StarChefs ICC 2012 – Sour Sips and Drinking Vinegars – Lynette Marrero & Kelly Slagle

Lynette Marrero & Kelly Slagle

Mixology mavens, Lynette Marrero and Kelley Slagle, led this mixology lesson  with a lip-pursing  variety of vinegar based cocktails. The lesson was extensive, covering every core subject – from the ancient history of vinegar, to its chemical composition,  then finally to understanding its practical use in every application, including drinking.


This was my  first introduction to drinking vinegars, and I would start this morning’s tasting on with a variety of six vinegars – served straight up. It proceeded in a similar fashion to a wine tasting – going from the lighter varieties to the darker and more richly flavored vinegars.  The California vinegars, the Gravenstein Apple and Zinfindel, were respectively fruity and sweet. I also sampled some vinegars from Asia – a mild cane vingar from the Phillippines, and a luxurious brown rice vinegar from Japan. My favorite sampling was the Shanxi Mature Vinegar from China – which had a deeply bold and rich flavor, that reminded me of an intense dark chocolate.

Vinegar Tinctures

After the tasting, we then moved on to experimenting with vinegar tinctures – vinegar extracts aromatically infused with herbal or floral flavors. In a premixed gin martini, a few drops of  my selection of lavender and zinfandel vinegar tincture induced a new, delightful impact of flavor that added some creative twist to the classic cocktail. Tinctures can also be used to spruce up basic old favorites, like an Old-fashioned.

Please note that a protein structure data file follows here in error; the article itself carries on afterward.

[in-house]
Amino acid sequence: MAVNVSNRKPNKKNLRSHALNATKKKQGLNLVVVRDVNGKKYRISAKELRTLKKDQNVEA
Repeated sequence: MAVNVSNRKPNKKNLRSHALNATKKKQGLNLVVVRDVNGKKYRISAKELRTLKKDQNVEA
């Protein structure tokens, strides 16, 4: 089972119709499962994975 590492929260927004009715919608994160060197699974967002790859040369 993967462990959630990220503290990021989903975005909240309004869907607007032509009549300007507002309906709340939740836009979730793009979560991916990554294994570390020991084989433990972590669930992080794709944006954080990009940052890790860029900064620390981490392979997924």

Fruit for Shrub Making

We ended the interactive by experimenting with making our own drinking vinegars, and putting together simple shrubs. Shrubs, fruit infused vinegar drinks, are incredibly easy to concoct, and can be sweetened or cooked to change the flavor to whatever one prefers. I went for a mixed-berry shrub in red wine vinegar. In an 8 ounce mason canning jar, I layered three-quarters of the jar with raspberries and blueberries, filled it to the top with vinegar and sealed it for a few hours. The ideal waiting period to finish a shrub is about 24 to 48 hours, but I would say it took about eight hours for my vinegar to hit the right balance of sweet and sour for my taste.

All Photos by John M. Sconzo, M.D.

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